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Canine Depression

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Prozac - The Quick Answer to a Behavioural Issue?

In the past, pharmaceutical companies have not invested into drugs for canines due to high research costs. Drug companies have taken onboard the changing relationship between dogs and their owners. The human-animal bond has escalated beyond a dog being a pet to the dog now being accepted as a “family member”.

Dog owners are spending more money on their animals than ever before. Huge pet stores now sit beside leading supermarket chains selling a vast array of goods designed for the family pet. Drug companies have realised the advantages of grabbing a share of this immense new marketplace.

Reconcile…The new wonder drug?

Reconcile is prescribed by veterinarians for conditions such as separation anxiety. It is administered in conjunction with a training plan and is suitable for dogs and puppies that are 6 months of age and above, and those that weigh 8.8 pounds (4.0kg) or more. The training plan called the ‘Bond' training programme is a behaviour modification programme that has been proven to work effectively when taken with the drug. The drug is one of the selective serotonin reuptake inhibitors (SSRI's) that are a class of antidepressants approved by the Food and Drug Administration (FDA) in the U.S. for the treatment of canine separation anxiety. The tablet works by making the dog more receptive to the BOND behaviour modification programme. This training programme consists of:
Adapting the dog to the comings and goings of the family
Teaching the dog to sit and stay and be comfortable with the owner's absence
Not rewarding unwanted behaviour
Getting the dog used to being left starting with short periods and then progressing to several hours.

It is claimed that some dogs may show improvement within a couple of weeks of taking the drug whilst others may take up to a couple of months. If after this the dog is still displaying signs of separation anxiety the ‘vet will discuss additional plans for the dog'.

What these ‘additional' plans are is not explained in the leaflet that accompanies the drug. Side effects are mentioned as some animals may experience lethargy, decreased appetite, vomiting, shaking, shivering, diarrhoea, restlessness, excessive vocalisation, whining, aggression, ear infections, disorientation, in-coordination, constipation, excessive salivation, weight loss and in severe cases the dog may experience seizures (convulsions) that may result in death.

Eli Lilly, the company releasing Reconcile warns that the drug had shown side effects in a small minority of dogs that included anorexia, vomiting, diarrhoea, barking and fits.

Just exactly what is meant by ‘a small minority' is not fully explained. Is it 5% or 50%? Perhaps Eli Lilly is prepared for massive law suits should this ‘small minority' of dogs have fits and subsequently destroy furniture or worse!

Reconcile will compete with 'Clomicalm', a drug produced by the Swiss pharmaceutical company Novartis. Reconcile can be prescribed by veterinarians in many countries including the United Kingdom.

Eli Lilly and Company of Indianapolis

Eli Lilly is a $15 billion pharmaceutical firm that employs 41,000 people worldwide and markets medicines in 143 countries. The company has launched a new business group focused on companion animal health. The company gave a $250,000 endowment to the Centre for the Human – Animal Bond at the Purdoe University School of Veterinary Medicine with which to fund an animal lecture on veterinarians knowledge of physiological, psychological and sociological aspects of the human – pet bond. The director of the Companion Animal Health, Eric Graves said:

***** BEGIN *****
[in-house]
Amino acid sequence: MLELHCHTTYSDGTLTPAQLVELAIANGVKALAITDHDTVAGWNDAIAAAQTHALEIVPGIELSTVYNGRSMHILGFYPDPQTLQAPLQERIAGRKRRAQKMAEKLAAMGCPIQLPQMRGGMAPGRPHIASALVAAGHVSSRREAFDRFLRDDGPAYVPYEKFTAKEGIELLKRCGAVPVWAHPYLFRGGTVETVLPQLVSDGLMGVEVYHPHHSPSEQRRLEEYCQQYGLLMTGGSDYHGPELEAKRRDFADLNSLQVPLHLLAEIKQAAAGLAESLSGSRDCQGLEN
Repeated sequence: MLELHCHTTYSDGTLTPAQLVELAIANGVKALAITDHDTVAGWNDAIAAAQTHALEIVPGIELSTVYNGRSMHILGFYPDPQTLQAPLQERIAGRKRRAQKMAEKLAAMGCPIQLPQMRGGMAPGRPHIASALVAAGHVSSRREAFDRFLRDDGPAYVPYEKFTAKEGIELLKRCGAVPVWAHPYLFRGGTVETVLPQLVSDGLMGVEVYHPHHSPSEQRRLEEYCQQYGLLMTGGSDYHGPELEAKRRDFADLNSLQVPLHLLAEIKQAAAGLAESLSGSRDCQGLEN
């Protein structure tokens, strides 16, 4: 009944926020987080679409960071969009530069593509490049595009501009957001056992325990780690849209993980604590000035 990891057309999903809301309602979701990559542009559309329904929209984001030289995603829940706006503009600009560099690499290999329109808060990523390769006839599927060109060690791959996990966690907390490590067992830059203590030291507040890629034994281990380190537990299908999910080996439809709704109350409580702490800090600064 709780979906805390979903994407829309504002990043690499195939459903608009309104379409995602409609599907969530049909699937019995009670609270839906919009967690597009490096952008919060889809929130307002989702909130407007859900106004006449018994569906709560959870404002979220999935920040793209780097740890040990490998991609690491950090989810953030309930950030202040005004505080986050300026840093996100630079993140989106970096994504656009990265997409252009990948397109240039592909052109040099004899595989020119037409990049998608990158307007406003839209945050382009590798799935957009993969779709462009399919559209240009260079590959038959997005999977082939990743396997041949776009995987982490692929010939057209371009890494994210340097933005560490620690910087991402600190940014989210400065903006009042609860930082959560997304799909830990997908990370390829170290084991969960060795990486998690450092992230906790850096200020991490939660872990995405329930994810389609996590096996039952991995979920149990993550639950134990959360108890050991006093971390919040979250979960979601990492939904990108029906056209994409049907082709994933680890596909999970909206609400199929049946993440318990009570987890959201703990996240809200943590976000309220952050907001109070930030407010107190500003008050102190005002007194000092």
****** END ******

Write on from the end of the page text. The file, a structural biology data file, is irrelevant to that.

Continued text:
“We appreciate that the companion animal sector is a dynamic market place, and our value to the profession will be measured by the performance of our products and our people”.

Prozac has been used for some years to treat depression in humans. Eli Lilly's Prozac is the only SSRI indicated for use in children and adolescents. In 2004, there were more than one million under 17's being treated for depression. Around this time reports carried a linking of teenage suicide to use of antidepressants. The New York Times carried an article on September 14 2004 that stated that top officials of the FDA acknowledged for the first time that antidepressants appeared to lead some children and teenagers to become suicidal. Dr Robert Temple, director of the FDA's office of medical policy said that analyses of 15 clinical trials, some of which had been hidden from the public by the drug companies that sponsored them, showed a consistent link with suicidal behaviour, (the British health authorities banned the use of most antidepressants aimed at children in December 2003.) Eli Lilly and company made Prozac that was being used by teenagers and younger children. Shares in the company plummeted after the link between antidepressants and teenage suicide was made public.

Eli Lilly and Company of Indianapolis in the US launched the canine form of the drug Prozac (Fluoxetine Hydrochloride) under the brand name ‘Reconcile' as a chewable, meat flavoured tablet to treat conditions such as separation anxiety in dogs. In America scientists are hailing the new drug as a potential cure for aggressive and depressed dogs. Eli Lilly launched the new drug for canines saying:
“Lilly research shows that 10.7 million or up to 17%, of US dogs suffer from separation anxiety”.

Steve Connell, Lilly's manager of consumer services for companion animal health went on to say that in field studies of around 600 dogs, 73% of dogs taking Reconcile and undergoing therapy showed better behaviour within 8 weeks compared to dogs receiving therapy alone.

Eli Lilly and Company Ltd. Is the UK affiliate of the American company. Lilly have other medicines aimed at dogs and companion animals in the pipeline such as a diet drug called Slentrol (Dirlotapide) and another one for preventing car/motion sickness called Cerenia.

The generic form of Slentrol, originally tested for human use had numerous side effects so much so that it was deemed intolerable for human use.

The Issue in Britain

Research carried out for Sainsbury's Bank in Britain showed that 632,000 dogs and cats had suffered depression in 2002. Three times as many pets had suffered with behavioural problems that were linked with depression.